“I was shocked that (Sheng) would show something like this in something that’s supposed to be a safe space.”

    If you think that a college course, let alone a graduate level one, is supposed to be a “safe space” then you are doing your education wrong in every possible way. That is utterly preposterous.

  3. If true, this is my insightful takeaway from this post:

    “Taboos aren’t rational, they are primitive, emotional, and based on irrational fear.”

    Taboos May be rational (incest, certain dietary practices, etc. have a rational basis). But they are probably primitive, without exception. And, they are probably adhered to in an irrational fashion.

    Framing these issues in that way may be productive.


      • But, there are lots of taboo things that are not wrong per se.

        Jewish dietary restrictions (and, by extension, most dietary restrictions—the Jews were just very explicit about it) had rational bases, even if they were not per se bad.


  4. No Professor, You Must NOT Apologize For Showing Students Lawrence Olivier Playing “Othello” [Corrected]


    Sheng screened the 1965 film version of Shakespeare’s “Othello” in his class as part of a lesson about how the tragedy was adapted for the opera. It stars the late Sir Laurence Olivier …

    For what it’s worth, that name is usually only “Lawrence” as a surname but “Laurence” otherwise. Guess what predisposed me to learn that.

    Now spot other typos in names hereabouts.

    Taboos aren’t rational, they are primitive, emotional, and based on irrational fear.

    That happens not to be the case, in what may appear to be a minor respect but is in fact rather important. A better description would be “… rest on irrational fear”. Some taboos have a sound basis, not simply on the stopped clock principle but on pragmatic learning expressed in a way that is more likely to be followed than merely “because”. It is fairly famous that Jewish dietary laws produce healthier lifestyles than others, at least in ancient Near Eastern conditions – but the teaching is given in the form of a taboo. I also notice JutGory’s similar remarks.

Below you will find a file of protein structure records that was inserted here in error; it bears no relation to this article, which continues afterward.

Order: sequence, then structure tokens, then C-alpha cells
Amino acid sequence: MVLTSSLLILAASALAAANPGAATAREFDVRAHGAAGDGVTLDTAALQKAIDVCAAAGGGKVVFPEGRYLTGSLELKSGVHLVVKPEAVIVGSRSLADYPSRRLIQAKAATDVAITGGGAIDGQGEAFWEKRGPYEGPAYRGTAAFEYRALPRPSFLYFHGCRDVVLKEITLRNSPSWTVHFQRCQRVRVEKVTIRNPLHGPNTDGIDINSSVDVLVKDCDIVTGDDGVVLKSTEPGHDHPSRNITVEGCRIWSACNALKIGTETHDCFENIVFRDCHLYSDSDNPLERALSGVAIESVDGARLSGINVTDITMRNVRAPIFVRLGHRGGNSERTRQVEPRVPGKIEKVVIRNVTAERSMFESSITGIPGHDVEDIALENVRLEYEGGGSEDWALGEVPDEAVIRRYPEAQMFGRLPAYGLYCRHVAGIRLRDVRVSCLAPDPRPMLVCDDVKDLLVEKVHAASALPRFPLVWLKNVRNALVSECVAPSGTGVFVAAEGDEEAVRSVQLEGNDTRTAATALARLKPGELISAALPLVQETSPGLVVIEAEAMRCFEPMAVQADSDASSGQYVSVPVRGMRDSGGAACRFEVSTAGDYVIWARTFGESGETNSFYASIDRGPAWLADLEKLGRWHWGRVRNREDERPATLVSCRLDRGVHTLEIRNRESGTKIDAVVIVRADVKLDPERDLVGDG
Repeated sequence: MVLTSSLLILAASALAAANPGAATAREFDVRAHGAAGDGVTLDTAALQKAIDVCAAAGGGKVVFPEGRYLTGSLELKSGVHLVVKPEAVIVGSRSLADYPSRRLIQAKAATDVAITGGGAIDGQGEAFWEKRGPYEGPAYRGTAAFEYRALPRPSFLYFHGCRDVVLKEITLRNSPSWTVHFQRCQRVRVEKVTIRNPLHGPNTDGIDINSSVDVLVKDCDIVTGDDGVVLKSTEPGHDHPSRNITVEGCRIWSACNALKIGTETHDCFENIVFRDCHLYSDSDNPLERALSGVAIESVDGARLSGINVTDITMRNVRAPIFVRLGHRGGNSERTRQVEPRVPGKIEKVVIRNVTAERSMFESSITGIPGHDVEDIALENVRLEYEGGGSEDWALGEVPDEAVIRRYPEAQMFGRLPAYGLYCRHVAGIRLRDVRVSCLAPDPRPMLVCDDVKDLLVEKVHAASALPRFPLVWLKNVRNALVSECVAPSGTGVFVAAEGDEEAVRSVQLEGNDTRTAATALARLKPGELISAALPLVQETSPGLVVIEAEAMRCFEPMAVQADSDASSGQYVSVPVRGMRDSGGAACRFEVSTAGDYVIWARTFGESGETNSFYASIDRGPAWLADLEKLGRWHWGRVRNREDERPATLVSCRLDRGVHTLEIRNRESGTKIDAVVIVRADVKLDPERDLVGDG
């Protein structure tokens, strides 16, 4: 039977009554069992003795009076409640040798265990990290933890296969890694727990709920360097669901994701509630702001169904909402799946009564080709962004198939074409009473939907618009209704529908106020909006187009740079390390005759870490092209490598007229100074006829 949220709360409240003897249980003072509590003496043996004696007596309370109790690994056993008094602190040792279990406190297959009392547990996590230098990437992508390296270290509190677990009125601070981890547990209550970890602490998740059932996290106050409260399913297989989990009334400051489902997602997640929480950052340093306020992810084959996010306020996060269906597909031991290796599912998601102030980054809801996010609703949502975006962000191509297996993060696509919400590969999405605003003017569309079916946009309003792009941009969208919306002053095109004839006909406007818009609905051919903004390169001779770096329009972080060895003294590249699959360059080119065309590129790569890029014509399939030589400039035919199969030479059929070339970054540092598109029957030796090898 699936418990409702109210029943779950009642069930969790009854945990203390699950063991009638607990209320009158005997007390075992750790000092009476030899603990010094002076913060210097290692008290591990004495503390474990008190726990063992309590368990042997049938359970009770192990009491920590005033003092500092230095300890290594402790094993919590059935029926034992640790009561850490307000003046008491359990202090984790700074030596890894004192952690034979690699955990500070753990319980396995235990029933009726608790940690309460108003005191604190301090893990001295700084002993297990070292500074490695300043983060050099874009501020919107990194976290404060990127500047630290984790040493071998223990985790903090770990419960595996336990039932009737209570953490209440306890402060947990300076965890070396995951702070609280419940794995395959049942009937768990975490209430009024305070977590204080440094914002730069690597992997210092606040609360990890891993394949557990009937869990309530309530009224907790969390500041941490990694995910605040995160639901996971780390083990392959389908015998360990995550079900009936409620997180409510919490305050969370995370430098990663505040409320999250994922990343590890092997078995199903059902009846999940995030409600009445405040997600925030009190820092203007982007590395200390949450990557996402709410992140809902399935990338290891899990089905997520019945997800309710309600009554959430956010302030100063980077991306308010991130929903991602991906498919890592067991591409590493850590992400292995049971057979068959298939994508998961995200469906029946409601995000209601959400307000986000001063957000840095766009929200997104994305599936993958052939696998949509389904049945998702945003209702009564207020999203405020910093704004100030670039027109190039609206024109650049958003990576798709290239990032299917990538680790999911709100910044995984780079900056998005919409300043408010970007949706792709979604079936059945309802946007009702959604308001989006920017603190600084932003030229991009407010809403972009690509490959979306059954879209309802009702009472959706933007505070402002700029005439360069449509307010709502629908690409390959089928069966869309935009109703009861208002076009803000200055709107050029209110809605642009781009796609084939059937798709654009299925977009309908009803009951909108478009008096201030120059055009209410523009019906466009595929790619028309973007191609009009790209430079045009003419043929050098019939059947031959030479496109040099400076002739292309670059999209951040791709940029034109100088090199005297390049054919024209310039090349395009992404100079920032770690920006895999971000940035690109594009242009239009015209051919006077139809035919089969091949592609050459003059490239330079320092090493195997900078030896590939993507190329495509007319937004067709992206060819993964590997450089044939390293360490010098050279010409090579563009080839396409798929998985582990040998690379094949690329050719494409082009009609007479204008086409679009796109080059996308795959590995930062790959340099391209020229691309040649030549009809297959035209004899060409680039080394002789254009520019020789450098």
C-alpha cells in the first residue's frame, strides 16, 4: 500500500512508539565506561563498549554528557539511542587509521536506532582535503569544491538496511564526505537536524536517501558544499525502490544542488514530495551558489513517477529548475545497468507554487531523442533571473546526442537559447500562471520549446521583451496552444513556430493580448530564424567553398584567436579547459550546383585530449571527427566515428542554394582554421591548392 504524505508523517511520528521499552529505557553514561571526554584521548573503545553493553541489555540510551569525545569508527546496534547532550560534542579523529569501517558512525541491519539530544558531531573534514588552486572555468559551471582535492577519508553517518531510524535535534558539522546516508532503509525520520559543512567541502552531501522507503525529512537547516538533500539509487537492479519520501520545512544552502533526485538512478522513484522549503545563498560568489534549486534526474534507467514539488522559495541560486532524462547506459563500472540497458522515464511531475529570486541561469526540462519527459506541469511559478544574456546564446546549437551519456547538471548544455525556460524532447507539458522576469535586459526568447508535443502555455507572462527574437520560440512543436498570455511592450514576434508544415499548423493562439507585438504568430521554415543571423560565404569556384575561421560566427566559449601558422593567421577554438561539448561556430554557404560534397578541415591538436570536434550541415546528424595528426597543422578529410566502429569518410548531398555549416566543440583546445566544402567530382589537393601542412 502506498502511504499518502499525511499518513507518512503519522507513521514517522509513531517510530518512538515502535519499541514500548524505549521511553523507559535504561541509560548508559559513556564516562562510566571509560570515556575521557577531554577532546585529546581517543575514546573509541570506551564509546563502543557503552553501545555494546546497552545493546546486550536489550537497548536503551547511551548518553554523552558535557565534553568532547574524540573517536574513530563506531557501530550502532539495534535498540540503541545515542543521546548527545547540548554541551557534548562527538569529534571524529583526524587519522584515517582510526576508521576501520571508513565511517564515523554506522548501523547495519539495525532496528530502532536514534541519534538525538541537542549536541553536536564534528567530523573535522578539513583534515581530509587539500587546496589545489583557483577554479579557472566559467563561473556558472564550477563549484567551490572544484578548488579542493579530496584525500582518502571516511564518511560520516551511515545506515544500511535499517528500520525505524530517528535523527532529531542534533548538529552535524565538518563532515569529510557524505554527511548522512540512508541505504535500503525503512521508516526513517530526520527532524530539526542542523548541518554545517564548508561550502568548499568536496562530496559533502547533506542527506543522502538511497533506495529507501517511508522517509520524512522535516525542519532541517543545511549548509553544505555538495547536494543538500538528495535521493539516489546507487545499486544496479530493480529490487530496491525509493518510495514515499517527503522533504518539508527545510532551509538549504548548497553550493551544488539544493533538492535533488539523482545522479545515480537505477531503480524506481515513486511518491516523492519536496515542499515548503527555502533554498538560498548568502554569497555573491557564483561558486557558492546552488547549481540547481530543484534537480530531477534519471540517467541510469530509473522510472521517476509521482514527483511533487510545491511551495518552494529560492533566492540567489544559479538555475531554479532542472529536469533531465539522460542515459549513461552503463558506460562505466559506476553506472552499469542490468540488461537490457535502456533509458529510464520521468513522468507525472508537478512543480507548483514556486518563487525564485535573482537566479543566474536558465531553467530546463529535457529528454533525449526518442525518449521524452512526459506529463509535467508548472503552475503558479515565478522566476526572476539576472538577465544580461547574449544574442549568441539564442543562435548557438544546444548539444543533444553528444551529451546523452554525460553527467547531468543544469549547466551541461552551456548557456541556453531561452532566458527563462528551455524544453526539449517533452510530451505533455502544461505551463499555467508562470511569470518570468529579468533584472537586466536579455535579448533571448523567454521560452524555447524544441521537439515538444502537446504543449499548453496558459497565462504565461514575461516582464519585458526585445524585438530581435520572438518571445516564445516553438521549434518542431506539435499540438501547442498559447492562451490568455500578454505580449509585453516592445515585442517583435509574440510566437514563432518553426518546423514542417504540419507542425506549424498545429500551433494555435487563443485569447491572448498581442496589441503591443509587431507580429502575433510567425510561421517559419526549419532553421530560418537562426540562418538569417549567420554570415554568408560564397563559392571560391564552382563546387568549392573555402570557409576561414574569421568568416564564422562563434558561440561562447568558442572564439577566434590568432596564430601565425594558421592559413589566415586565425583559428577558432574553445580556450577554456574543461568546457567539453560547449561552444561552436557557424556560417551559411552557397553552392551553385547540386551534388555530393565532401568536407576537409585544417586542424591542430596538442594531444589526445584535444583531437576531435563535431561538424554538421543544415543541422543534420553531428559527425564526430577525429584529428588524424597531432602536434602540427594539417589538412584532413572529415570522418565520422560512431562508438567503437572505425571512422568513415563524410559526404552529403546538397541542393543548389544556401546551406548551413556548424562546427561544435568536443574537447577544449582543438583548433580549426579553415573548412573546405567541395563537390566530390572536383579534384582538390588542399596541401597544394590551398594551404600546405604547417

5. You missed one other interesting aspect of this ‘tempest in a teapot’:

    On Sept. 10, Music, Theatre & Dance freshman Olivia Cook attended her first composition seminar with Sheng.

    A wet-behind-the-ears freshman, with ‘days’ of college experience under her belt, having the audacity to criticize how a course is being taught? Here are a couple of her other ‘insights’.

    According to Cook, the students were given no warning or contextualization prior to the viewing.

    On Sept. 16, Sheng sent out a formal apology to the department. He wrote that after doing more research into the issue, he realized the true extent to which racism impacts American culture, adding that he failed to recognize the racist connotation of blackface makeup…Cook told The Daily she felt the letter was shallow. By listing out all of his contributions to people of color, he failed to understand the gravity of his actions, Cook said.

  6. I think this situation is a little more vexed than you describe, although I agree that any graduate student who feels unsafe in the presence of a 56-year-old movie should probably look for a different line of work.
    Lots of thoughts, some of them contradictory, swirl around my head at the moment, many of them taking the form of “yeah, but…”
    Until I can articulate a coherent response, then, let me recommend this article that appeared in The Guardian six years ago:

    • Incidentally, I don’t like the movie. I don’t like Olivier on film most of the time—I find him calculated and stagey. One exception was his performance in “Spartacus”…another is his comic turn as an arch British officer in “The Devil’s Disciple.”

      • I’m not a huge Olivier fan, either (I saw him once on stage, too, and wasn’t impressed, although the play itself was very forgettable): I much preferred Gielgud, Richardson, and Redgrave. I don’t think I’ve seen more than clips of the Olivier Othello. It is interesting that even today three of the four most readily accessible film/tv versions feature white actors in the title role: Welles, Olivier, and Hopkins; the exception is Fishburne.
        Is the film of The Devil’s Disciple good? I’ve only seen the made-for-TV version with Mike Gwilym in the lead and Ian Richardson in the role Olivier played in the film.

        • Opinions differ on that odd Shaw adaptation. I like it, because I like Kirk and Burt together; it’s funny, and Olivier is especially funny in his drawing room comedy mode. It’s definitely worth seeing.